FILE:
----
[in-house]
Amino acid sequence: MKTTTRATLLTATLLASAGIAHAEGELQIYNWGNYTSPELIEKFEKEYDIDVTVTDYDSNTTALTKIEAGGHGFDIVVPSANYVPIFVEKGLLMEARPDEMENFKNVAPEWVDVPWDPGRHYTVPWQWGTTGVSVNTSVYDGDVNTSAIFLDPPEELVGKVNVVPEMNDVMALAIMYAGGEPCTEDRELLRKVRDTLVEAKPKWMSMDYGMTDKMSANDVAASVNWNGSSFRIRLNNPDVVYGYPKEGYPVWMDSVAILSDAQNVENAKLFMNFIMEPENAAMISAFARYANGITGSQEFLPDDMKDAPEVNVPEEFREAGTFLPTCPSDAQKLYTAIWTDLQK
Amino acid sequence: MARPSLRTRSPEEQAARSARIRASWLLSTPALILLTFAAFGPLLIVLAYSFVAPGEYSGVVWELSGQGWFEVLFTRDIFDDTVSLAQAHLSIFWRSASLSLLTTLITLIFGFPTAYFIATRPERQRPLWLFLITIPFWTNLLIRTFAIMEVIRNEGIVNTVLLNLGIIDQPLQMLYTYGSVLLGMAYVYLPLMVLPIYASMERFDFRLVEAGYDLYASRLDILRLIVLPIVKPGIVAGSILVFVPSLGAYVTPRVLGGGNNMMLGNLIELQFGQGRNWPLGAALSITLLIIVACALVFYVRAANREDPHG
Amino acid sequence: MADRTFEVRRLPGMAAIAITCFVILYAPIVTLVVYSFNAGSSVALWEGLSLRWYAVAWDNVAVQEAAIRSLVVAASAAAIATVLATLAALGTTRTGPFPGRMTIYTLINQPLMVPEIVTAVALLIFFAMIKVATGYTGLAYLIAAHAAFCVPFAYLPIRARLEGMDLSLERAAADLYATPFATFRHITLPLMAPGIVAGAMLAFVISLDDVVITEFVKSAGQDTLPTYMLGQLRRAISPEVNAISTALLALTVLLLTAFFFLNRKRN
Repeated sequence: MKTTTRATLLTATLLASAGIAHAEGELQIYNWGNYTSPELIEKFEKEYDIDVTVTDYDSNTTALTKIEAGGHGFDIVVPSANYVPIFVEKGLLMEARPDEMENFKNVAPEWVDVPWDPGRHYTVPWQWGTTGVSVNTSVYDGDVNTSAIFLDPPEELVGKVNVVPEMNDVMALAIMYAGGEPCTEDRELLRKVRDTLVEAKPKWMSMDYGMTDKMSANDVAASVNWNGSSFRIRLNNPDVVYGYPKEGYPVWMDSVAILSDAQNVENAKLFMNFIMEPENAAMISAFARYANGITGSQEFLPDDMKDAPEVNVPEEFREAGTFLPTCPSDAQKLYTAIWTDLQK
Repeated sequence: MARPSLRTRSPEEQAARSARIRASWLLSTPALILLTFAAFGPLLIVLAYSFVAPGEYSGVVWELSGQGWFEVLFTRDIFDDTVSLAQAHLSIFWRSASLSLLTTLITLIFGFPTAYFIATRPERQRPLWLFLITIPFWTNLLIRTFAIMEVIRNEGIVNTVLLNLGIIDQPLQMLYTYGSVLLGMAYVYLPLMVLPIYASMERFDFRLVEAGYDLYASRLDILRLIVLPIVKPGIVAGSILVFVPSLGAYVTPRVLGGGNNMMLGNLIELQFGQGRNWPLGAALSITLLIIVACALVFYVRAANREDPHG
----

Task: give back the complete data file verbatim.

[in-house]
Amino acid sequence: MKTTTRATLLTATLLASAGIAHAEGELQIYNWGNYTSPELIEKFEKEYDIDVTVTDYDSNTTALTKIEAGGHGFDIVVPSANYVPIFVEKGLLMEARPDEMENFKNVAPEWVDVPWDPGRHYTVPWQWGTTGVSVNTSVYDGDVNTSAIFLDPPEELVGKVNVVPEMNDVMALAIMYAGGEPCTEDRELLRKVRDTLVEAKPKWMSMDYGMTDKMSANDVAASVNWNGSSFRIRLNNPDVVYGYPKEGYPVWMDSVAILSDAQNVENAKLFMNFIMEPENAAMISAFARYANGITGSQEFLPDDMKDAPEVNVPEEFREAGTFLPTCPSDAQKLYTAIWTDLQK
Amino acid sequence: MARPSLRTRSPEEQAARSARIRASWLLSTPALILLTFAAFGPLLIVLAYSFVAPGEYSGVVWELSGQGWFEVLFTRDIFDDTVSLAQAHLSIFWRSASLSLLTTLITLIFGFPTAYFIATRPERQRPLWLFLITIPFWTNLLIRTFAIMEVIRNEGIVNTVLLNLGIIDQPLQMLYTYGSVLLGMAYVYLPLMVLPIYASMERFDFRLVEAGYDLYASRLDILRLIVLPIVKPGIVAGSILVFVPSLGAYVTPRVLGGGNNMMLGNLIELQFGQGRNWPLGAALSITLLIIVACALVFYVRAANREDPHG
Amino acid sequence: MADRTFEVRRLPGMAAIAITCFVILYAPIVTLVVYSFNAGSSVALWEGLSLRWYAVAWDNVAVQEAAIRSLVVAASAAAIATVLATLAALGTTRTGPFPGRMTIYTLINQPLMVPEIVTAVALLIFFAMIKVATGYTGLAYLIAAHAAFCVPFAYLPIRARLEGMDLSLERAAADLYATPFATFRHITLPLMAPGIVAGAMLAFVISLDDVVITEFVKSAGQDTLPTYMLGQLRRAISPEVNAISTALLALTVLLLTAFFFLNRKRN
Repeated sequence: MKTTTRATLLTATLLASAGIAHAEGELQIYNWGNYTSPELIEKFEKEYDIDVTVTDYDSNTTALTKIEAGGHGFDIVVPSANYVPIFVEKGLLMEARPDEMENFKNVAPEWVDVPWDPGRHYTVPWQWGTTGVSVNTSVYDGDVNTSAIFLDPPEELVGKVNVVPEMNDVMALAIMYAGGEPCTEDRELLRKVRDTLVEAKPKWMSMDYGMTDKMSANDVAASVNWNGSSFRIRLNNPDVVYGYPKEGYPVWMDSVAILSDAQNVENAKLFMNFIMEPENAAMISAFARYANGITGSQEFLPDDMKDAPEVNVPEEFREAGTFLPTCPSDAQKLYTAIWTDLQK
Repeated sequence: MARPSLRTRSPEEQAARSARIRASWLLSTPALILLTFAAFGPLLIVLAYSFVAPGEYSGVVWELSGQGWFEVLFTRDIFDDTVSLAQAHLSIFWRSASLSLLTTLITLIFGFPTAYFIATRPERQRPLWLFLITIPFWTNLLIRTFAIMEVIRNEGIVNTVLLNLGIIDQPLQMLYTYGSVLLGMAYVYLPLMVLPIYASMERFDFRLVEAGYDLYASRLDILRLIVLPIVKPGIVAGSILVFVPSLGAYVTPRVLGGGNNMMLGNLIELQFGQGRNWPLGAALSITLLIIVACALVFYVRAANREDPHG